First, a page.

Since its formation in November 2010, Wandsworth Living Streets, the local group of national charity Living Streets, has campaigned for streets – which form most of our public realm – to be made safe and attractive for everyone to use and enjoy, especially when moving around as pedestrians. Walking is the form of transport with least impact on our environment, and switching journeys which are currently undertaken by private motorised transport to ‘active travel’ has obvious potential to reduce air pollution at source, especially considering the high proportion of short car trips in our borough. Mode shift from driving to walking (and cycling) has many other benefits e.g. quieter and safer streets, and significant health benefits from increased physical activity.
Examples of our campaigning to make walking an easier and safer choice – in effect, to ‘rebalance’ our streets towards people – include our persuading Wandsworth Council (a) to accelerate the introduction of a signalised pedestrian crossing outside the recently opened Brighton Yard entrance of Clapham Junction station, and (b) most recently, to consult on the introduction of a borough-wide 20mph speed limit. The latter was carried in respect of residential streets and is expected to be fully implemented by end-April 2017.
We are mindful that motor traffic-related air pollution arises both from tailpipe emissions and as particulates from brake, tyre and road wear (and interactions between pollutants). For this and other reasons we do not see simply a mass switch from internal combustion engines to the use of electric vehicles as a sustainable, efficient or healthy ‘direction of travel’. In our thinking we are informed by our principles and approach e.g. low-cost practical measures, socially just, open to innovation, participative, and – as noted above – with a primary focus on reducing air pollution at source.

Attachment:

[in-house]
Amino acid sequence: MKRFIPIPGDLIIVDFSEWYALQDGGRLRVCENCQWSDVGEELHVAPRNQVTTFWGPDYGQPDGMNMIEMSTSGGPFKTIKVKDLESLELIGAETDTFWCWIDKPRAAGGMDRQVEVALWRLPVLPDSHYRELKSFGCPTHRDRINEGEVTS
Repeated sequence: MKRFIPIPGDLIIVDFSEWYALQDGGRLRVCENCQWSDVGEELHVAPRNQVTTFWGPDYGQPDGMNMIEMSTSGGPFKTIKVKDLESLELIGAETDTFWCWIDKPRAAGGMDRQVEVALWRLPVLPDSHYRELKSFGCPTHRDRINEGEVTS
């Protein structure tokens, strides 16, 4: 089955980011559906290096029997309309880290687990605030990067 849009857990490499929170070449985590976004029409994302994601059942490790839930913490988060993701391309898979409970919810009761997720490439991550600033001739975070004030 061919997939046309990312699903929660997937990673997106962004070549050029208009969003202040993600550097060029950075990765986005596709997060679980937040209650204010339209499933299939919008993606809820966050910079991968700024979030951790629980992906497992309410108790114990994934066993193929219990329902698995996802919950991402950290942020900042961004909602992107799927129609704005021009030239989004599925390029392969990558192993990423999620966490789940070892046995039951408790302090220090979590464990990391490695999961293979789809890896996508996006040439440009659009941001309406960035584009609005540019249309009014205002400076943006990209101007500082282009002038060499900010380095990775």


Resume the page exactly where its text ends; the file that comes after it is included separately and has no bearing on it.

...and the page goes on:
Wandsworth Living Streets has also been involved in supporting the Battersea Society’s recent initiative with London Sustainability Exchange to identity and tackle air pollution ‘hot spots‘ in Battersea. As part of this, Susie Morrow gave a presentation on 11 November 2014 to a Battersea Society-organised public meeting on air pollution with several other speakers. Our WLS presentation was on ‘Air pollution in Battersea – some suggestions for action’, offered from a ‘liveable streets’ perspective.
Our main campaign presently to ‘re-balance’ streets towards people is to persuade Wandsworth Council (and TfL, where applicable) to roll out a 20mph speed limit more widely, to encompass busy streets and town centres where pedestrians and cyclists are concentrated e.g. Northcote Road in Battersea, Putney High Street. We think that air pollution gives us an opportunity for a more strategic look at who, and what, our streets are for. We think that a wide range of actions, from all sectors of civic society in our borough will be needed, and that sticks and carrots will need to be applied to produce meaningful change at the pace and on the scale needed to reduce air pollution at source. We also think that Wandsworth Council is exceptionally well placed to show leadership by example, as well as being the borough organisation with the most power to effect change. In essence, our priorities are: 1. more active travel, 2. to reduce urban [motor] traffic & 3. make remaining vehicles cleaner.
* (In the above illustration) During roadworks the mouth of this junction was temporarily narrowed using traffic cones. This intervention (inadvertently) made the junction more pedestrian- & cyclist-friendly.